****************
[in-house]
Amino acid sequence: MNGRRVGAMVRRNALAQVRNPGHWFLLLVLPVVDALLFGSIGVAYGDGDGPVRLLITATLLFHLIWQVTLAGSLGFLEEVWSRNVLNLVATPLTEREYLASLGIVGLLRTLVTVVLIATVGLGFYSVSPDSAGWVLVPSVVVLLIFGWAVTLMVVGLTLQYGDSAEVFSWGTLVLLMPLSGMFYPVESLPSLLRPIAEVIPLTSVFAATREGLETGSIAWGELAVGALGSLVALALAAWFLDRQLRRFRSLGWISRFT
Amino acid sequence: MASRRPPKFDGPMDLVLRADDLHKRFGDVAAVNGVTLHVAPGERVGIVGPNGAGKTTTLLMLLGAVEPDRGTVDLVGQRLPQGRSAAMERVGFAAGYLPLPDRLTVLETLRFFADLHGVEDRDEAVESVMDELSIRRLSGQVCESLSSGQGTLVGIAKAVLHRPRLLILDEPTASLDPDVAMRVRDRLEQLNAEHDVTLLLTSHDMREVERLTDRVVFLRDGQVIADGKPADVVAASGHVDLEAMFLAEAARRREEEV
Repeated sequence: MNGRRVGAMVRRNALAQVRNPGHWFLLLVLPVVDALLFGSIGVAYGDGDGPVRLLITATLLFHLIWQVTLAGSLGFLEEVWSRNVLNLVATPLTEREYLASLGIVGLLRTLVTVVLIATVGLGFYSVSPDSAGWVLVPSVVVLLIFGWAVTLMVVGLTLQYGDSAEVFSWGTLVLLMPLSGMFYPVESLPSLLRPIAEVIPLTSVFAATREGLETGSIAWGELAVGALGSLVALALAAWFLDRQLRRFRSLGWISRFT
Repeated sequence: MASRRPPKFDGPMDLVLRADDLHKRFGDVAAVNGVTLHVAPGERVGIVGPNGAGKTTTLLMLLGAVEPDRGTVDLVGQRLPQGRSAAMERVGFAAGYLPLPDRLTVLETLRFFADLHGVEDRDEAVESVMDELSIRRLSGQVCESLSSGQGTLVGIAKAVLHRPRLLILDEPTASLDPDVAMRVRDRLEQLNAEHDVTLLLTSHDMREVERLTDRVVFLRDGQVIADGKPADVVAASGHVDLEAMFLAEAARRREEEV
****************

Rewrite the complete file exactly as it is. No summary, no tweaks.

[in-house]
Amino acid sequence: MNGRRVGAMVRRNALAQVRNPGHWFLLLVLPVVDALLFGSIGVAYGDGDGPVRLLITATLLFHLIWQVTLAGSLGFLEEVWSRNVLNLVATPLTEREYLASLGIVGLLRTLVTVVLIATVGLGFYSVSPDSAGWVLVPSVVVLLIFGWAVTLMVVGLTLQYGDSAEVFSWGTLVLLMPLSGMFYPVESLPSLLRPIAEVIPLTSVFAATREGLETGSIAWGELAVGALGSLVALALAAWFLDRQLRRFRSLGWISRFT
Amino acid sequence: MASRRPPKFDGPMDLVLRADDLHKRFGDVAAVNGVTLHVAPGERVGIVGPNGAGKTTTLLMLLGAVEPDRGTVDLVGQRLPQGRSAAMERVGFAAGYLPLPDRLTVLETLRFFADLHGVEDRDEAVESVMDELSIRRLSGQVCESLSSGQGTLVGIAKAVLHRPRLLILDEPTASLDPDVAMRVRDRLEQLNAEHDVTLLLTSHDMREVERLTDRVVFLRDGQVIADGKPADVVAASGHVDLEAMFLAEAARRREEEV
Repeated sequence: MNGRRVGAMVRRNALAQVRNPGHWFLLLVLPVVDALLFGSIGVAYGDGDGPVRLLITATLLFHLIWQVTLAGSLGFLEEVWSRNVLNLVATPLTEREYLASLGIVGLLRTLVTVVLIATVGLGFYSVSPDSAGWVLVPSVVVLLIFGWAVTLMVVGLTLQYGDSAEVFSWGTLVLLMPLSGMFYPVESLPSLLRPIAEVIPLTSVFAATREGLETGSIAWGELAVGALGSLVALALAAWFLDRQLRRFRSLGWISRFT
Repeated sequence: MASRRPPKFDGPMDLVLRADDLHKRFGDVAAVNGVTLHVAPGERVGIVGPNGAGKTTTLLMLLGAVEPDRGTVDLVGQRLPQGRSAAMERVGFAAGYLPLPDRLTVLETLRFFADLHGVEDRDEAVESVMDELSIRRLSGQVCESLSSGQGTLVGIAKAVLHRPRLLILDEPTASLDPDVAMRVRDRLEQLNAEHDVTLLLTSHDMREVERLTDRVVFLRDGQVIADGKPADVVAASGHVDLEAMFLAEAARRREEEV